Litchfield High School - Wickiup Yearbook (Litchfield Park, AZ)
- Class of 1951
Page 1 of 108
Pages 6 - 7
Pages 10 - 11
Pages 14 - 15
Pages 8 - 9
Pages 12 - 13
Pages 16 - 17
Text from Pages 1 - 108 of the 1951 volume:
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LITCHFIELD PARK, ARIZON
4 ' 0
Litchfield High School ......
Administration ..... .
Class Work .......
Advertising . ....... ......... .
K . 4
This story is called OUR SCHOOL. It is edited by Kyle
Needham and Crystal Armstrong and represents the con-
tributions and elforts of the members of the Senior Class,
while I, the Litchfield Owl, the emblem and protector of the
school, have been chosen to be the narrator.
The time of our story is the school year of 1950-51, and the
events occur at Litchfield High School. So turn the pages
of this book and see the beautiful setting, meet the characters
of our story, and watch the plot unfold.
This is OUR Scriooi ,... Litchfield High School. It is located in Litchlield Park, Mari-
copa County, Arizona, latitude 32 degrees 30 minutes, longitude 112 degrees 24 minutes.
L. H. S. is not much different from any other school, but We think We have the prettiest
campus, friendliest students, and the best teachers in the state.
Over there on the Wall is a plaque that says OUR SCHOOL Was built in 1928 by M1'.
P. W. Litchfield. Earliest records there in the ofhce have names like Dobson and Phillips,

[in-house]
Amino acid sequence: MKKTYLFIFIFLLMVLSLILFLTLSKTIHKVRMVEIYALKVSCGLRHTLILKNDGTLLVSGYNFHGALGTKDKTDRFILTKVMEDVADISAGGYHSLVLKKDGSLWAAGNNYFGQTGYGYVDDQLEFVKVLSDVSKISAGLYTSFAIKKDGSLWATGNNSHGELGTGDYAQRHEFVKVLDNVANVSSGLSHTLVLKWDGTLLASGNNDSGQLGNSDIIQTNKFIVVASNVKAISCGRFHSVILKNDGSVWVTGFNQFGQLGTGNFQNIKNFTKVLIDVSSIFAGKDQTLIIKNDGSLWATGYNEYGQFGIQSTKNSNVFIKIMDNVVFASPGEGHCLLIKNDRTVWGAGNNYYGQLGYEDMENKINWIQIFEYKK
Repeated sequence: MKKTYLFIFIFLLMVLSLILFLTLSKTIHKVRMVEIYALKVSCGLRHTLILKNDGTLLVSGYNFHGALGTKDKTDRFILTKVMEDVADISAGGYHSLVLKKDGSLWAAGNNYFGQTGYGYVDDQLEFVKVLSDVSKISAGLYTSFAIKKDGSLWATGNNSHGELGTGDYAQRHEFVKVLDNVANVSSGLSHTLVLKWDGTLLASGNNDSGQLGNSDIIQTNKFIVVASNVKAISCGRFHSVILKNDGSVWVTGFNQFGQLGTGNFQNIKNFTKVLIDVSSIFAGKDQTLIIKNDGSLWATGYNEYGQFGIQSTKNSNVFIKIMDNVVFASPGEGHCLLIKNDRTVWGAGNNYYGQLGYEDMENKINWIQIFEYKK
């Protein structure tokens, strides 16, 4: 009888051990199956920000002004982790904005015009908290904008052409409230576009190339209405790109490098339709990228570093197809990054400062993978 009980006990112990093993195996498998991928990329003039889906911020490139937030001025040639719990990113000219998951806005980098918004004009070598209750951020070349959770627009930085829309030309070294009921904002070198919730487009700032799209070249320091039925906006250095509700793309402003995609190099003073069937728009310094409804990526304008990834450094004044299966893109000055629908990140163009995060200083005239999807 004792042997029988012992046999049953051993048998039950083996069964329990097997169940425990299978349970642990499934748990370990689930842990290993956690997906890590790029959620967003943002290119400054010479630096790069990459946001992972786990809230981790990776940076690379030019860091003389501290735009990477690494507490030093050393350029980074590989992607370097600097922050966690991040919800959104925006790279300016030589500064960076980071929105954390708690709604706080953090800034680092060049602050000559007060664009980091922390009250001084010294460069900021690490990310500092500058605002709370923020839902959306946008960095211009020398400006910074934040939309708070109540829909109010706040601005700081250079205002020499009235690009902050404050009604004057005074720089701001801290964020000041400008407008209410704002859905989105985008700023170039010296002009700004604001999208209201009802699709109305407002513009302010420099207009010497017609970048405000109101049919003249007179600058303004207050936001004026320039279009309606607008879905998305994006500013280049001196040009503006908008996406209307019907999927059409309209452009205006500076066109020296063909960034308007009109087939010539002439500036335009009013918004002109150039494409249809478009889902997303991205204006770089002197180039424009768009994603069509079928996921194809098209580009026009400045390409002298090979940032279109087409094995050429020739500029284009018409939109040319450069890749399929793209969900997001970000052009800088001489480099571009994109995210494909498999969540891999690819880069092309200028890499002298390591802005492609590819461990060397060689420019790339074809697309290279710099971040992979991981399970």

not so very dihcerent from those of today.
Yes, it's a nice school. Nobody very famous ever came out of it-so far as We know,
but a lot of fine American citizens got their high school diplomas from OUR SCHOOL.
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ADMI I 'TRATIC N
T his year, as usual, there have been 180 school days,
each of which began at nine o'clock in the morning and lasted
until four in the afternoon. The ball games and dances took
place after regular hours.
Each month, the Board of Education has met to plan for
the betterment of the schoolg and the superintendent, Mr.
Tidwell, has put in many, long hours at his desk and in
The teachers have conducted classes, graded papers, chap-
eroned dances, ridden the rooters' bus to ball games, and
have given much honest advice-ranging from the choice
of a future career to the kind of corsage
one's dates would like for the next dance.
All members of the administration have
tried to make this a good year for the stu-
dents at Litchfield High 5 and now it is time
to meet the men and women who assume I
the responsibilities of work and play at
at g I !
MR. K. B. MCMICKEN MR. G. H. IQEISMANN DR. R. K. l'1Il.'1'ON
President Member Clerk
The Litchfield School Board